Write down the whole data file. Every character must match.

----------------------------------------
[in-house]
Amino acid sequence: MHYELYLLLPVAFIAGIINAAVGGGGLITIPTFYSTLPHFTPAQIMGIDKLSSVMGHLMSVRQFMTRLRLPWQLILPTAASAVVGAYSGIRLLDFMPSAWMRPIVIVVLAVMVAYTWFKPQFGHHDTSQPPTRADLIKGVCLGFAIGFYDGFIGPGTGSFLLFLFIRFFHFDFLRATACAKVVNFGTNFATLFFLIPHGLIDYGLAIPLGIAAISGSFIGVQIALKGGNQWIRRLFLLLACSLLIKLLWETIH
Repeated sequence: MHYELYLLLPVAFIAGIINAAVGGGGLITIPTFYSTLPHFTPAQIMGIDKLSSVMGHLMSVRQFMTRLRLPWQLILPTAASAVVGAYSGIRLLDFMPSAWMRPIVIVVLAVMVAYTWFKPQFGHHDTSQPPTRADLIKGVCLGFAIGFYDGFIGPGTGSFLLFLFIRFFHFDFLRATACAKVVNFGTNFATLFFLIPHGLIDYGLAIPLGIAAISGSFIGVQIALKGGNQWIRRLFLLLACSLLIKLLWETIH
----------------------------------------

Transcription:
[in-house]
Amino acid sequence: MHYELYLLLPVAFIAGIINAAVGGGGLITIPTFYSTLPHFTPAQIMGIDKLSSVMGHLMSVRQFMTRLRLPWQLILPTAASAVVGAYSGIRLLDFMPSAWMRPIVIVVLAVMVAYTWFKPQFGHHDTSQPPTRADLIKGVCLGFAIGFYDGFIGPGTGSFLLFLFIRFFHFDFLRATACAKVVNFGTNFATLFFLIPHGLIDYGLAIPLGIAAISGSFIGVQIALKGGNQWIRRLFLLLACSLLIKLLWETIH
Repeated sequence: MHYELYLLLPVAFIAGIINAAVGGGGLITIPTFYSTLPHFTPAQIMGIDKLSSVMGHLMSVRQFMTRLRLPWQLILPTAASAVVGAYSGIRLLDFMPSAWMRPIVIVVLAVMVAYTWFKPQFGHHDTSQPPTRADLIKGVCLGFAIGFYDGFIGPGTGSFLLFLFIRFFHFDFLRATACAKVVNFGTNFATLFFLIPHGLIDYGLAIPLGIAAISGSFIGVQIALKGGNQWIRRLFLLLACSLLIKLLWETIH